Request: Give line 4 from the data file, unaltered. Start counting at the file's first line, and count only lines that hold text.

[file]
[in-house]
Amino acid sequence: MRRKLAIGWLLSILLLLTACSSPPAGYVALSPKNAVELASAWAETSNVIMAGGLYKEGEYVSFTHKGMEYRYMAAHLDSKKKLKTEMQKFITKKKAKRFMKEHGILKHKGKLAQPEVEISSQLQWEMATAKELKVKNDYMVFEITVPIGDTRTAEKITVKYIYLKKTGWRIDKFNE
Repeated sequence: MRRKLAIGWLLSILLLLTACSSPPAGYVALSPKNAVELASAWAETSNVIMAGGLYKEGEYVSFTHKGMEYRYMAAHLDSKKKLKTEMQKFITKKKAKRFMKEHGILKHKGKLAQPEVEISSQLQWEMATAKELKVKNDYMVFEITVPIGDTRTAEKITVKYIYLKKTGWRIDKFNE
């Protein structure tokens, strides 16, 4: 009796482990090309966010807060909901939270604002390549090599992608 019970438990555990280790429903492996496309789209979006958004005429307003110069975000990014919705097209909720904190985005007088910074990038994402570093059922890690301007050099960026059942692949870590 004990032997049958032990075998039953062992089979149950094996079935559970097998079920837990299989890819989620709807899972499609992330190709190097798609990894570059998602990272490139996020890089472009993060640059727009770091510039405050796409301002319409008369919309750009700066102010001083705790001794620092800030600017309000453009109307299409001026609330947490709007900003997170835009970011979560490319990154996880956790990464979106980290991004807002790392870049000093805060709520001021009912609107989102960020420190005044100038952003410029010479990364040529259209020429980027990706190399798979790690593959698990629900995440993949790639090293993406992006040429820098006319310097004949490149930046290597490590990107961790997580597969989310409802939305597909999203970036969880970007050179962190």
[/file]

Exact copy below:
């Protein structure tokens, strides 16, 4: 009796482990090309966010807060909901939270604002390549090599992608 019970438990555990280790429903492996496309789209979006958004005429307003110069975000990014919705097209909720904190985005007088910074990038994402570093059922890690301007050099960026059942692949870590 004990032997049958032990075998039953062992089979149950094996079935559970097998079920837990299989890819989620709807899972499609992330190709190097798609990894570059998602990272490139996020890089472009993060640059727009770091510039405050796409301002319409008369919309750009700066102010001083705790001794620092800030600017309000453009109307299409001026609330947490709007900003997170835009970011979560490319990154996880956790990464979106980290991004807002790392870049000093805060709520001021009912609107989102960020420190005044100038952003410029010479990364040529259209020429980027990706190399798979790690593959698990629900995440993949790639090293993406992006040429820098006319310097004949490149930046290597490590990107961790997580597969989310409802939305597909999203970036969880970007050179962190």